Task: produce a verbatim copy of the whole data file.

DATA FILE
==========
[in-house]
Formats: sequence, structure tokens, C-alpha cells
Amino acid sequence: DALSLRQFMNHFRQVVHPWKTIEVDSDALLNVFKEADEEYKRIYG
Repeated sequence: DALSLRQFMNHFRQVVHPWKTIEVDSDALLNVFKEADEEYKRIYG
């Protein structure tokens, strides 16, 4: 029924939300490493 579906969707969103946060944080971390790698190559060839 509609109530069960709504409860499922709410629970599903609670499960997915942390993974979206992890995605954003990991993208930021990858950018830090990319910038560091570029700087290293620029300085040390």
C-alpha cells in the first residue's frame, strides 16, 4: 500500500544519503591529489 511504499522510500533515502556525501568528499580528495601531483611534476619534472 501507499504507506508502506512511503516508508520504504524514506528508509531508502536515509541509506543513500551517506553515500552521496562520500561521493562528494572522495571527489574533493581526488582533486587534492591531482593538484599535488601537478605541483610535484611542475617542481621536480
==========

[in-house]
Formats: sequence, structure tokens, C-alpha cells
Amino acid sequence: DALSLRQFMNHFRQVVHPWKTIEVDSDALLNVFKEADEEYKRIYG
Repeated sequence: DALSLRQFMNHFRQVVHPWKTIEVDSDALLNVFKEADEEYKRIYG
């Protein structure tokens, strides 16, 4: 029924939300490493 579906969707969103946060944080971390790698190559060839 509609109530069960709504409860499922709410629970599903609670499960997915942390993974979206992890995605954003990991993208930021990858950018830090990319910038560091570029700087290293620029300085040390």
C-alpha cells in the first residue's frame, strides 16, 4: 500500500544519503591529489 511504499522510500533515502556525501568528499580528495601531483611534476619534472 501507499504507506508502506512511503516508508520504504524514506528508509531508502536515509541509506543513500551517506553515500552521496562520500561521493562528494572522495571527489574533493581526488582533486587534492591531482593538484599535488601537478605541483610535484611542475617542481621536480